Here’s a list of some of the most common nonprofit accounting mistakes, along with some pointers on how to avoid them.

Data Entry Errors

A misplaced zero can wreak havoc on a financial report. Small errors have a way of coming back to bite you, so make sure every entry is double checked every time. Compare accounts with bank statements and maintain the utmost attention to detail, even if you are using accounting software that does many operations automatically.

Failure to Follow Appropriate Accounting Procedures

Every nonprofit organization, big or small, should have clear and effective accounting procedures that all employees are required to follow to the letter. If any procedures are ignored or followed improperly, it can confuse the IRS and set you up for an audit.

For instance, implementing a single platform for your nonprofit accounting software with automated workflows can ensure that policies on purchasing and expense processing are enforced, while maintaining audit trails.

Lack of a Complete Review Process

Without a robust review process, it’s easier for small mistakes to fall through the cracks. Make sure every accounting transaction is reviewed by a second pair of eyes at the very least.

Relying on Volunteers and Untrained Personnel

Budgeting restrictions can make it difficult to hire professional staff for your nonprofit organization, but accounting is one of the areas where you shouldn’t rely on volunteers or untrained personnel.

Accurate and complete accounting from a professional accountant helps you avoid costly errors. It will also help your fundraising efforts, since donors will be more likely to trust you when you have professional and accurate financial reporting in place.

Improper Categorization of Revenues and Expenses

Unless you categorize every single source of revenue and every expense, it’s difficult to determine how donations and grants are being used. Many donations are restricted, which means they have to be used in for specific purposes. Categorizing all revenues and expenses allows you to show a complete paper trail for all money flowing through your organization.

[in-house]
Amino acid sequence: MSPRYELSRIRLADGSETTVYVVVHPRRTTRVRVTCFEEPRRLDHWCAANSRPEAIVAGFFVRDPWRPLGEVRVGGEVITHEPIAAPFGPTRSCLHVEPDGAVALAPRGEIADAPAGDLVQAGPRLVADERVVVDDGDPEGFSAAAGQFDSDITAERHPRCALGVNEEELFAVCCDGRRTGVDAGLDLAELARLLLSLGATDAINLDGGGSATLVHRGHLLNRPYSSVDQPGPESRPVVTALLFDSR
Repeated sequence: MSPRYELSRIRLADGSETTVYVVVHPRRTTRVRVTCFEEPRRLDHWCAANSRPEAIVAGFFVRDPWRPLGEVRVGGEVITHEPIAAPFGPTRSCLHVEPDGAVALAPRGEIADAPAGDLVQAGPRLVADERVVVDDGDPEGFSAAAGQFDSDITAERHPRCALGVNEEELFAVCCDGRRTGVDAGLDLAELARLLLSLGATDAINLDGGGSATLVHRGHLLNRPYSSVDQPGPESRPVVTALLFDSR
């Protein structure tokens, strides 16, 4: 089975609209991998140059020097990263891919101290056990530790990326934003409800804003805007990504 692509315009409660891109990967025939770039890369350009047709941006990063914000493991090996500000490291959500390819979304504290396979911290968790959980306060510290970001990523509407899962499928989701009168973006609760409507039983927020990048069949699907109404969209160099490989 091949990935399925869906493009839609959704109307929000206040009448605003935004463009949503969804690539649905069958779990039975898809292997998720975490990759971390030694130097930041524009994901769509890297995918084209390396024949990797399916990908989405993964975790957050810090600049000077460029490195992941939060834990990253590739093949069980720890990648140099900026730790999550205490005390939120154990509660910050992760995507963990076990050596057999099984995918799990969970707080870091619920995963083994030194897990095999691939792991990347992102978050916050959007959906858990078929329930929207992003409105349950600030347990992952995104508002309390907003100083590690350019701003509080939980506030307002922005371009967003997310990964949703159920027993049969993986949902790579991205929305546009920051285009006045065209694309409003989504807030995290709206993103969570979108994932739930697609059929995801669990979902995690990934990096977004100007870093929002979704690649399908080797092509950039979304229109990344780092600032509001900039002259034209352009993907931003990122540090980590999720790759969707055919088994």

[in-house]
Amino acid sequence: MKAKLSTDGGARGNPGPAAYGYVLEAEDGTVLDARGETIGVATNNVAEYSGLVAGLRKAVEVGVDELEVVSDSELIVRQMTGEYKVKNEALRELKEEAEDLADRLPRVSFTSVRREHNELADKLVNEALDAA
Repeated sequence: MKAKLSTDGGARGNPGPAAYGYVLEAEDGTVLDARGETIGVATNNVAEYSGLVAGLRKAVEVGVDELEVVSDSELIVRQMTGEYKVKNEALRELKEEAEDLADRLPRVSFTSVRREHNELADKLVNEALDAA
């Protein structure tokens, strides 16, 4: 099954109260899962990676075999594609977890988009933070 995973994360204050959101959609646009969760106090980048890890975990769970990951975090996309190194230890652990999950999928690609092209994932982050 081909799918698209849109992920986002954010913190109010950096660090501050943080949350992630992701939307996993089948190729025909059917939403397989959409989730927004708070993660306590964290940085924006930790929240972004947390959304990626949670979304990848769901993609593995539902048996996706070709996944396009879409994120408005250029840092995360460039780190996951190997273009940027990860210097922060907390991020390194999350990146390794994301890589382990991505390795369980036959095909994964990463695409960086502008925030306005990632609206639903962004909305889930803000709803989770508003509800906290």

Losing Track of Petty Cash

For most nonprofit organizations, having some cash on hand is necessary when small expenses pop up (such as buying office supplies as the need arises). However, a petty cash fund needs to be as meticulously monitored as any other expense.

Make sure only a few employees have access to petty cash, that it’s under lock and key at all times, and that you keep receipts for all transactions.

Avoiding These Errors Helps Your Nonprofit Achieve Its Overall Mission

When you avoid simple accounting errors, you help your nonprofit achieve these three objectives: save time and money, help build a relationship of trust with donors, and give managers and board members the information they need to make strategic decisions.

Of course, the ultimate goal is to achieve your organization’s mission, and that is what nonprofit accounting is all about.

Photo courtesy of: 401K

The Role of Nonprofit Accounting Software in Time Bound Philanthropy

September 3rd, 2014 No comments

Some philanthropies focus on long-term goals—raising money for cancer research, fostering democracy, eradicating hunger, etc. It’s not expected that the nonprofits and NGOs with these types of missions should achieve their goals right away. Their missions are not generally bound by hard deadlines or specific timeframes, as long as they continually endeavor to reach their overall tasks.

Other philanthropies are focused on giving help to those that need it now. These organizations are time bound: they have to worry about providing services quickly and effectively, because often people’s lives are at stake.

Both types of philanthropy are incredibly important, and they often complement each other. For example, a nonprofit or NGO that provides medical care to affected populations during an outbreak of a deadly disease (such as the current Ebola crisis in Africa) is reliant on the long-term focused philanthropies that work on developing better treatments and possible cures.

The Importance of Easy, Clear Reporting